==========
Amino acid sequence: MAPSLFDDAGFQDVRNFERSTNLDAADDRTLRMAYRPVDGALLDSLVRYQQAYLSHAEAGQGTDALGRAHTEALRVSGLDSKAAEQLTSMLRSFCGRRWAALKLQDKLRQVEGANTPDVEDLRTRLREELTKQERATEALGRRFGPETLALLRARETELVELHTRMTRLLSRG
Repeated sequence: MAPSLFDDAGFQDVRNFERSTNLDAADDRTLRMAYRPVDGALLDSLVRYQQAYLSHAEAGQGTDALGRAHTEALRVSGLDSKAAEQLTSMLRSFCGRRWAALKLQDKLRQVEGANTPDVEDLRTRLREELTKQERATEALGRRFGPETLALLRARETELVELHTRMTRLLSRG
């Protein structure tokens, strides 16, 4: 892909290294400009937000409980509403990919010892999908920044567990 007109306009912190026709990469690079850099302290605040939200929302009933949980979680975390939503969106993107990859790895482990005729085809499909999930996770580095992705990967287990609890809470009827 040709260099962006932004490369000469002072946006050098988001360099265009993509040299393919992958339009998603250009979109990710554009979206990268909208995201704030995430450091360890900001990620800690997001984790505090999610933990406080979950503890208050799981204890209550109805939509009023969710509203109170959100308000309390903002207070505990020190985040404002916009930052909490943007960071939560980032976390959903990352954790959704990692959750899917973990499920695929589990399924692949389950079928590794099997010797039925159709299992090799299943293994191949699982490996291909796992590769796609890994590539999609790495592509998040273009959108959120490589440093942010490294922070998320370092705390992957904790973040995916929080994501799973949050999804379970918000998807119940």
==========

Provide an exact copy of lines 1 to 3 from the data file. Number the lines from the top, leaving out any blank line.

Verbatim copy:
Amino acid sequence: MAPSLFDDAGFQDVRNFERSTNLDAADDRTLRMAYRPVDGALLDSLVRYQQAYLSHAEAGQGTDALGRAHTEALRVSGLDSKAAEQLTSMLRSFCGRRWAALKLQDKLRQVEGANTPDVEDLRTRLREELTKQERATEALGRRFGPETLALLRARETELVELHTRMTRLLSRG
Repeated sequence: MAPSLFDDAGFQDVRNFERSTNLDAADDRTLRMAYRPVDGALLDSLVRYQQAYLSHAEAGQGTDALGRAHTEALRVSGLDSKAAEQLTSMLRSFCGRRWAALKLQDKLRQVEGANTPDVEDLRTRLREELTKQERATEALGRRFGPETLALLRARETELVELHTRMTRLLSRG
């Protein structure tokens, strides 16, 4: 892909290294400009937000409980509403990919010892999908920044567990 007109306009912190026709990469690079850099302290605040939200929302009933949980979680975390939503969106993107990859790895482990005729085809499909999930996770580095992705990967287990609890809470009827 040709260099962006932004490369000469002072946006050098988001360099265009993509040299393919992958339009998603250009979109990710554009979206990268909208995201704030995430450091360890900001990620800690997001984790505090999610933990406080979950503890208050799981204890209550109805939509009023969710509203109170959100308000309390903002207070505990020190985040404002916009930052909490943007960071939560980032976390959903990352954790959704990692959750899917973990499920695929589990399924692949389950079928590794099997010797039925159709299992090799299943293994191949699982490996291909796992590769796609890994590539999609790495592509998040273009959108959120490589440093942010490294922070998320370092705390992957904790973040995916929080994501799973949050999804379970918000998807119940």